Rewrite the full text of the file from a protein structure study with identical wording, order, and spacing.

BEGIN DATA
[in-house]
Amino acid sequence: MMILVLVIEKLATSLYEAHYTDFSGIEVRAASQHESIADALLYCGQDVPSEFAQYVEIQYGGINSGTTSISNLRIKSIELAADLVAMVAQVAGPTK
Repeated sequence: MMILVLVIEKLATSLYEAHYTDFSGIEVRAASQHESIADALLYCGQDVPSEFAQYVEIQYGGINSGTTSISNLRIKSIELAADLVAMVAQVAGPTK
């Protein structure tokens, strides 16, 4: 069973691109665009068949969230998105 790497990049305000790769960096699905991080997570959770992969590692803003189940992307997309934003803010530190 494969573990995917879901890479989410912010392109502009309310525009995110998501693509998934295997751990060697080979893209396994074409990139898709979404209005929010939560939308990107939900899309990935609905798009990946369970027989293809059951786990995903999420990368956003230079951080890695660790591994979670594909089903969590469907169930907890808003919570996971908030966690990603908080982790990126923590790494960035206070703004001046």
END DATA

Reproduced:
[in-house]
Amino acid sequence: MMILVLVIEKLATSLYEAHYTDFSGIEVRAASQHESIADALLYCGQDVPSEFAQYVEIQYGGINSGTTSISNLRIKSIELAADLVAMVAQVAGPTK
Repeated sequence: MMILVLVIEKLATSLYEAHYTDFSGIEVRAASQHESIADALLYCGQDVPSEFAQYVEIQYGGINSGTTSISNLRIKSIELAADLVAMVAQVAGPTK
């Protein structure tokens, strides 16, 4: 069973691109665009068949969230998105 790497990049305000790769960096699905991080997570959770992969590692803003189940992307997309934003803010530190 494969573990995917879901890479989410912010392109502009309310525009995110998501693509998934295997751990060697080979893209396994074409990139898709979404209005929010939560939308990107939900899309990935609905798009990946369970027989293809059951786990995903999420990368956003230079951080890695660790591994979670594909089903969590469907169930907890808003919570996971908030966690990603908080982790990126923590790494960035206070703004001046």